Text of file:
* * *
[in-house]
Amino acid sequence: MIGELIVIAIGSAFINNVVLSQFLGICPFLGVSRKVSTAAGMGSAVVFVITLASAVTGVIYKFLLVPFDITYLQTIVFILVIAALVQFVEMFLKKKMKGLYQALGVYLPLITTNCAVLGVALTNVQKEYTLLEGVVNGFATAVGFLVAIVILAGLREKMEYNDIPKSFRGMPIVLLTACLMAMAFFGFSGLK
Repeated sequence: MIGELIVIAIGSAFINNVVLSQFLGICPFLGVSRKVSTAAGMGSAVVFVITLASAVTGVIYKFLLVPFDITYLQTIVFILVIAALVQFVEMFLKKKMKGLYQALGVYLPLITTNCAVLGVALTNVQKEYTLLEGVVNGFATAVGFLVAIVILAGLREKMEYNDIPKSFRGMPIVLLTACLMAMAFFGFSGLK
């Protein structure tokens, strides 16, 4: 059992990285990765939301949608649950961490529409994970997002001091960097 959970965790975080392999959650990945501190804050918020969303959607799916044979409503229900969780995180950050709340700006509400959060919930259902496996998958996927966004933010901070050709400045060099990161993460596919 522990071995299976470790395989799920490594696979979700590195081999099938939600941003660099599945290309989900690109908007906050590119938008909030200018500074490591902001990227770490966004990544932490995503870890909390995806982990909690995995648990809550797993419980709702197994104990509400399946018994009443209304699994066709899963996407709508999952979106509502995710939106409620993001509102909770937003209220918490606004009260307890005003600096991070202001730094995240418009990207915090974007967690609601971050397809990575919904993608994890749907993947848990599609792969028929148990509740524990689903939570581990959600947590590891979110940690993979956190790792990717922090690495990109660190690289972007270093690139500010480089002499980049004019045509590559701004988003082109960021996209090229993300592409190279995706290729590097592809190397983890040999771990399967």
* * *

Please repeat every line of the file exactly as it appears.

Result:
[in-house]
Amino acid sequence: MIGELIVIAIGSAFINNVVLSQFLGICPFLGVSRKVSTAAGMGSAVVFVITLASAVTGVIYKFLLVPFDITYLQTIVFILVIAALVQFVEMFLKKKMKGLYQALGVYLPLITTNCAVLGVALTNVQKEYTLLEGVVNGFATAVGFLVAIVILAGLREKMEYNDIPKSFRGMPIVLLTACLMAMAFFGFSGLK
Repeated sequence: MIGELIVIAIGSAFINNVVLSQFLGICPFLGVSRKVSTAAGMGSAVVFVITLASAVTGVIYKFLLVPFDITYLQTIVFILVIAALVQFVEMFLKKKMKGLYQALGVYLPLITTNCAVLGVALTNVQKEYTLLEGVVNGFATAVGFLVAIVILAGLREKMEYNDIPKSFRGMPIVLLTACLMAMAFFGFSGLK
């Protein structure tokens, strides 16, 4: 059992990285990765939301949608649950961490529409994970997002001091960097 959970965790975080392999959650990945501190804050918020969303959607799916044979409503229900969780995180950050709340700006509400959060919930259902496996998958996927966004933010901070050709400045060099990161993460596919 522990071995299976470790395989799920490594696979979700590195081999099938939600941003660099599945290309989900690109908007906050590119938008909030200018500074490591902001990227770490966004990544932490995503870890909390995806982990909690995995648990809550797993419980709702197994104990509400399946018994009443209304699994066709899963996407709508999952979106509502995710939106409620993001509102909770937003209220918490606004009260307890005003600096991070202001730094995240418009990207915090974007967690609601971050397809990575919904993608994890749907993947848990599609792969028929148990509740524990689903939570581990959600947590590891979110940690993979956190790792990717922090690495990109660190690289972007270093690139500010480089002499980049004019045509590559701004988003082109960021996209090229993300592409190279995706290729590097592809190397983890040999771990399967």